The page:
In this Book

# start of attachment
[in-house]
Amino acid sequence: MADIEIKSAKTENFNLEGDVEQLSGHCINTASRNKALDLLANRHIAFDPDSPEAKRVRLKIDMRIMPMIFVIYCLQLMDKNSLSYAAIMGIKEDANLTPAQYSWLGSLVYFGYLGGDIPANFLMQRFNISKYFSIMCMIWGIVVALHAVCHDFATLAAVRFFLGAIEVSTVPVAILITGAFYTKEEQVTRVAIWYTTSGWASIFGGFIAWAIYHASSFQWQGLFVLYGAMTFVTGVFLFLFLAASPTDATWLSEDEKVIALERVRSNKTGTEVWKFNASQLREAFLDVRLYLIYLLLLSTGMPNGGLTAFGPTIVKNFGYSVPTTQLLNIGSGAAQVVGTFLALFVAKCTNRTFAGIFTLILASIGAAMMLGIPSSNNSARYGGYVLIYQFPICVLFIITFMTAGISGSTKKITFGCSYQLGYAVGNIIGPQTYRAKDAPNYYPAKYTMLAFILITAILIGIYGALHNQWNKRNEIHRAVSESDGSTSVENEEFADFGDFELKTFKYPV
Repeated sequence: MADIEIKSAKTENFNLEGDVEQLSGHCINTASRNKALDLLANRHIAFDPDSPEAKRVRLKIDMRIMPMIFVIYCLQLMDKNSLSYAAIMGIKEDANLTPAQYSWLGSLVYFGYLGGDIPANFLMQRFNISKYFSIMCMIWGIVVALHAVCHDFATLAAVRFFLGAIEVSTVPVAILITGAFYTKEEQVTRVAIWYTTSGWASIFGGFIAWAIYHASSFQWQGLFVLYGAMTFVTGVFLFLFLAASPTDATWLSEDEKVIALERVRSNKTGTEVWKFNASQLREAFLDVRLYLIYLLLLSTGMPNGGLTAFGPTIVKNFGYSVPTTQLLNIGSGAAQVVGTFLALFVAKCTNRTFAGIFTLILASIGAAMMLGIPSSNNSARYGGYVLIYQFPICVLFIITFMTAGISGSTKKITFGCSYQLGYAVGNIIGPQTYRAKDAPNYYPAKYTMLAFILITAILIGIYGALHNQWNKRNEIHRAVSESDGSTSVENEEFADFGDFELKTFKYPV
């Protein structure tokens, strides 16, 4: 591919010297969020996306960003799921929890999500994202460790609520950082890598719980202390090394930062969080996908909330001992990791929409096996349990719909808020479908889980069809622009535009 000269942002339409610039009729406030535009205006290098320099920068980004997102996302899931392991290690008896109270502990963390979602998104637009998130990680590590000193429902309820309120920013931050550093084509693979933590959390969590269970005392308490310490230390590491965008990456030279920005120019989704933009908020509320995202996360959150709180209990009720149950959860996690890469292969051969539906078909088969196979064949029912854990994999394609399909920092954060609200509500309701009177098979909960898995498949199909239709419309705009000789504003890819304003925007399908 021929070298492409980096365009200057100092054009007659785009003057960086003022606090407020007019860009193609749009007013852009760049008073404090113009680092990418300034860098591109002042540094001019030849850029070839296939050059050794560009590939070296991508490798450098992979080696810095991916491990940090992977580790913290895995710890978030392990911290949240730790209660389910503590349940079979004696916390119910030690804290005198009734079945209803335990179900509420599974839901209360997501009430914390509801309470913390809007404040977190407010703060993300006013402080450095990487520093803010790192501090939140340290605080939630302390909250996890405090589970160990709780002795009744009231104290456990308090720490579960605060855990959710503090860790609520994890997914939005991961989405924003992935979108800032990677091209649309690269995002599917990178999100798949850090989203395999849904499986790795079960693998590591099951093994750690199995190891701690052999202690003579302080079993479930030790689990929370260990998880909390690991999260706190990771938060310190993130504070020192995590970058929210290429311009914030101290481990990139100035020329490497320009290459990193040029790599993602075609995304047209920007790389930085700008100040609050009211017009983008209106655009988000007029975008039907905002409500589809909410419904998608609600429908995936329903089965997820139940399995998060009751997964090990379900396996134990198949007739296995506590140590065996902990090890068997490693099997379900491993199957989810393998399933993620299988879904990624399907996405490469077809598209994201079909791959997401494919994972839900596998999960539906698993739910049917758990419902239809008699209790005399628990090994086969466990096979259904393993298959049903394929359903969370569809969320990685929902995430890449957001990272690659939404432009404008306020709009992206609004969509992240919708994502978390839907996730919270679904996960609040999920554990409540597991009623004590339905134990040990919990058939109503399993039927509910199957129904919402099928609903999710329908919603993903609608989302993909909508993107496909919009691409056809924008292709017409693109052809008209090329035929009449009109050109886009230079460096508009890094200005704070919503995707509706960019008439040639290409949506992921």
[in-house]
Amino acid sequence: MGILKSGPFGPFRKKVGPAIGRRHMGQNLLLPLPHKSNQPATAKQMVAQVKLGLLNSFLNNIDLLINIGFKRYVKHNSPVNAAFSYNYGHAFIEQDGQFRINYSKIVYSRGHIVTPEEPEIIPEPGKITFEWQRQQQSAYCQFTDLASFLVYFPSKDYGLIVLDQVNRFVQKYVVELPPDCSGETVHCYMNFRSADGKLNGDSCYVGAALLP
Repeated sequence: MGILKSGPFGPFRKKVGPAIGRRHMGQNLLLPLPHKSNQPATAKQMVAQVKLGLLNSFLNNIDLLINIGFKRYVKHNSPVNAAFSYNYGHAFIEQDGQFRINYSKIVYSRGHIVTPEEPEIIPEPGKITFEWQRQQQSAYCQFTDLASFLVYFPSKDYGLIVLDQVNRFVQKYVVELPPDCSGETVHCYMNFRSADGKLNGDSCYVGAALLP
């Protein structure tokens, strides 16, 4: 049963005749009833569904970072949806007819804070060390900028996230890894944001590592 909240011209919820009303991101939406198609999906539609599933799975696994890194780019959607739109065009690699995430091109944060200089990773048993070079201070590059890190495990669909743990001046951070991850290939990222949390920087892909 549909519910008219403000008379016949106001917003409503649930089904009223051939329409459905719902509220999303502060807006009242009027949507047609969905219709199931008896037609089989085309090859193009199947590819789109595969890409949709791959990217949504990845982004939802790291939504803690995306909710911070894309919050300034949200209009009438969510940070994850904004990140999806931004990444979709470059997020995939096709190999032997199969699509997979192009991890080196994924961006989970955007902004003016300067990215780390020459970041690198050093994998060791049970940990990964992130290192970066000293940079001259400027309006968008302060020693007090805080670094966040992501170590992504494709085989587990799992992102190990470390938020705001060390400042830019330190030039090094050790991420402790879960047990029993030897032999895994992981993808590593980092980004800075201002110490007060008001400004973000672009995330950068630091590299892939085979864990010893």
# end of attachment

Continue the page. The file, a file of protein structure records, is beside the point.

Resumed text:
" She was homely, overweight, and over the hill, but there was a time when Marie Dressler outdrew such cinema sex symbols as Garbo, Dietrich, and Harlow. To movie audiences suffering the hardships of the Great Depression, she was Everywoman, and in the early 1930s her charming mixture of pathos and comedy packed movie theaters everywhere. In the early days of the century, Dressler was constantly in the headlines. She took up the cause of the "ponies" in the chorus lines, earning them better pay and benefits. She played in productions organized to raise money for the women's suffrage movement. And during World War I she claimed she sold more liberty bonds than any other individual in the United States. Dressler was an astute observer of public mood and taste. When she was lucky enough to find work in the newly minted Hollywood talkies, she grabbed the brass ring with fierce enthusiasm, even making three films in the year before her death, when she was so sick she had to rest between scenes on a sofa just out of camera range. The two-hundred-pound actress's remarkable stage presence captivated audiences even though her roles were not Hollywood beauties. She played tough, practical characters such as the old wharf rat in Anna Christie (1930), the waterfront innkeeper in Min and Bill (1931) -- for which she won the Academy Award for best actress -- the aging housekeeper in Emma (1932), and the title role in Tugboat Annie (1933). She spoke honestly to her audiences, and troubled people in the comforting darkness of the Depression-era movie theaters embraced her as one of themselves.